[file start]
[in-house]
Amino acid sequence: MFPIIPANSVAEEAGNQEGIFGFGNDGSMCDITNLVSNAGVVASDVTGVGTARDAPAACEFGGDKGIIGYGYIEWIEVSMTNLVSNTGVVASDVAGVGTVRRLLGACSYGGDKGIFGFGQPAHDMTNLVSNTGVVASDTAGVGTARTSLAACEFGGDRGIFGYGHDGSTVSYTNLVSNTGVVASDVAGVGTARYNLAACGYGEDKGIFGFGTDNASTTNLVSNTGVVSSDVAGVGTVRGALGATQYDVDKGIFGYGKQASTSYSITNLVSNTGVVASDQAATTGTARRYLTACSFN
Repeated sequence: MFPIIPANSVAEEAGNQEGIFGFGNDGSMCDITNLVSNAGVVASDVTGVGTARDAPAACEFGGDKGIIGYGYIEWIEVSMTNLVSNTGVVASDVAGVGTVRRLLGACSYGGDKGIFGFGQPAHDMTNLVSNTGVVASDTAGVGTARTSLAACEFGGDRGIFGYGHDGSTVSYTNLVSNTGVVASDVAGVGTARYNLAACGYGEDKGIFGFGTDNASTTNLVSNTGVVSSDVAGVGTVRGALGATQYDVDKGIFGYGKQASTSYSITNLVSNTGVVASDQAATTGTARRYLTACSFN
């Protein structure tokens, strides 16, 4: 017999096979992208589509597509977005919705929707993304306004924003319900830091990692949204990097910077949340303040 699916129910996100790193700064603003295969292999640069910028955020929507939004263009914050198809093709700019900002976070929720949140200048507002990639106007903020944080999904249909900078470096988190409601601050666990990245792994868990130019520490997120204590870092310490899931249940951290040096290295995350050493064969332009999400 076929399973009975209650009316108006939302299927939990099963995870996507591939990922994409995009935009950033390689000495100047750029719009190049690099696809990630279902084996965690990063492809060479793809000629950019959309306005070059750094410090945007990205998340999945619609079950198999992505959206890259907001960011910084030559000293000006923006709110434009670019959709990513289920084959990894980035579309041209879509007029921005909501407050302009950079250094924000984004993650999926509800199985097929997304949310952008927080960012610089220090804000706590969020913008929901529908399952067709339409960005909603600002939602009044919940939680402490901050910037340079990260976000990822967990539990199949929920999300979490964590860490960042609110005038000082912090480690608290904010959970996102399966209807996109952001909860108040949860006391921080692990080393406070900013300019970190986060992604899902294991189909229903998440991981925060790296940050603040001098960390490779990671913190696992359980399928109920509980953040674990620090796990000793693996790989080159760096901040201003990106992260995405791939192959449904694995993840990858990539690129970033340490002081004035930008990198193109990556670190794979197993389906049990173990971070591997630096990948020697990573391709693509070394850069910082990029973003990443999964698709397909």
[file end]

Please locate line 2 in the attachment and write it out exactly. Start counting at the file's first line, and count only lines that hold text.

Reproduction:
Amino acid sequence: MFPIIPANSVAEEAGNQEGIFGFGNDGSMCDITNLVSNAGVVASDVTGVGTARDAPAACEFGGDKGIIGYGYIEWIEVSMTNLVSNTGVVASDVAGVGTVRRLLGACSYGGDKGIFGFGQPAHDMTNLVSNTGVVASDTAGVGTARTSLAACEFGGDRGIFGYGHDGSTVSYTNLVSNTGVVASDVAGVGTARYNLAACGYGEDKGIFGFGTDNASTTNLVSNTGVVSSDVAGVGTVRGALGATQYDVDKGIFGYGKQASTSYSITNLVSNTGVVASDQAATTGTARRYLTACSFN